Buoyant Beattie heaps more misery on Wolves

Southampton 2 Wolverhampton Wanderers 0
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The Independent Football

The Saints go marching on, still unbeaten and not having conceded a goal since the first 10 minutes of their opening game of the season at Leicester in August. Just as vitally, James Beattie continues to collect goals for his club. If Sven Goran Eriksson might be wondering why he can't do it for England, Southampton's fans don't care as long as he wallops them in the way he did in each half against a woeful Wolves. It is Southampton's best start to a season for 20 years, which was news, and undeniably good news, for the manager, Gordon Strachan.

The first score was a penalty, rather generously awarded after Denis Irwin appeared to clip Kevin Phillips' heels as he meandered into the left side of the box. The readiness with which Phillips went to earth incensed Wolves, who must be feeling nothing can go right at the moment, and Beattie added to their supporters' anger by taunting them after side-footing the spot kick high into the net.

They could have no complaints, however, about Beattie's second soon after the interval. Even Wolves' manager, Dave Jones, who signed Beattie when he was in charge at Southampton, called it "a wonder strike". Phillips slid a perfectly weighted pass into the penalty area and the blond striker put such venom into his cross-shot that, though Michael Oakes in Wolves' goal got a hand on the ball, he could do no more than slow its passage.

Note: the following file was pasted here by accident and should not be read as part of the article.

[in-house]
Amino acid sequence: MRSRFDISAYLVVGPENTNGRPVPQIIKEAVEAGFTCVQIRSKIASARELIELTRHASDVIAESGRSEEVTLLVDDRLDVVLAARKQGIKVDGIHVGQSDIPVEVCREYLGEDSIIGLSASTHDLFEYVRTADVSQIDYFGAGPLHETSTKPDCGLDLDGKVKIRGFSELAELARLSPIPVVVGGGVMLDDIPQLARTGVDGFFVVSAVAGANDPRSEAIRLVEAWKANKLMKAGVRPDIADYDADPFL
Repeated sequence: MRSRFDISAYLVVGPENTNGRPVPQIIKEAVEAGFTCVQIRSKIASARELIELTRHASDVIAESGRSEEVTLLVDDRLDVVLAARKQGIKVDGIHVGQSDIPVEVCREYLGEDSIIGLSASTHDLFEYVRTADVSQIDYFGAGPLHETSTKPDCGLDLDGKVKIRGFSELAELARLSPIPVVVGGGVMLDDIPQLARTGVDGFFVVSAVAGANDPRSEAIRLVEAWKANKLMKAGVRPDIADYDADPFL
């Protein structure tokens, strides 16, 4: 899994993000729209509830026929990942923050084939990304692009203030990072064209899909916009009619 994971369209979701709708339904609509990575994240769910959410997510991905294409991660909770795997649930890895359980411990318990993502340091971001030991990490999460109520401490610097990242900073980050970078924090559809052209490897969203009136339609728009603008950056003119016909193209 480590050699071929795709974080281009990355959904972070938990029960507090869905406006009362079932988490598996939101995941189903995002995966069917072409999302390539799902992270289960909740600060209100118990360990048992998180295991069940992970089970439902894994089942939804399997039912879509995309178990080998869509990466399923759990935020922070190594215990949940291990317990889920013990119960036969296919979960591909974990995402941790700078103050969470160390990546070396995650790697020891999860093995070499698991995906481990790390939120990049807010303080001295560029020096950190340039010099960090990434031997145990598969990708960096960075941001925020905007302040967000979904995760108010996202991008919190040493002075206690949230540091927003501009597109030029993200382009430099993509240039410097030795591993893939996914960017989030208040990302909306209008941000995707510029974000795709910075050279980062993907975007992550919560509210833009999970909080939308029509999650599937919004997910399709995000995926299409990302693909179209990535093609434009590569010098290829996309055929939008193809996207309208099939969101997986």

The fashion in which Phillips unhinged Wolves' back line and made space for Beattie drew the comment of "absolutely fantastic" from Strachan, who also praised Beattie for the way he had overcome an indifferent first half. "I think he was getting over the international game on Wednesday and all the expectations," Strachan said.

There could have been more goals to boost the Southampton tally, generally from free-kicks as Wolves lost their shape, not to mention their composure, in the second half. They have scored only once, conceded 12 and collected a single point. "At the moment we are wounded," Jones admitted.

Wolves carried a tetchy look from the start, and no wonder in view of their record, but their feelings were only exacerbated by the refereeing of Uriah Rennie. Having dished out 11 yellow cards in his first two Premiership games this season, he awarded another eight here (five for Wolves, three for Southampton). Although he showed compassion to the visitors by opting to lecture Colin Cameron when he might have dismissed him for a second bookable offence, Wolves still felt hard done by.

Having muttered "I have got to be careful" when asked about the official, Jones then added: "It was all about Uriah today, how good he looks. I just thought he had a poor game." At one point both sets of supporters were taunting Mr Rennie with a chorus of "You don't know what you're doing" and Jones admitted: "We were singing that as well."

There was nothing of substance in this game for Wolves' large following totake heart from. Nathan Blake headers either side of half-time, both off target, were the only serious efforts on goal, while Oakes denied the eager Beattie a hat-trick with a flying save off the free kick that earned Paul Ince a booking - and Ince flashed one of his trademark glares at the referee.

Southampton 2 Wolverhampton Wanderers 0
Beattie pen 37, 52

Half-time: 1-0 Attendance: 31,711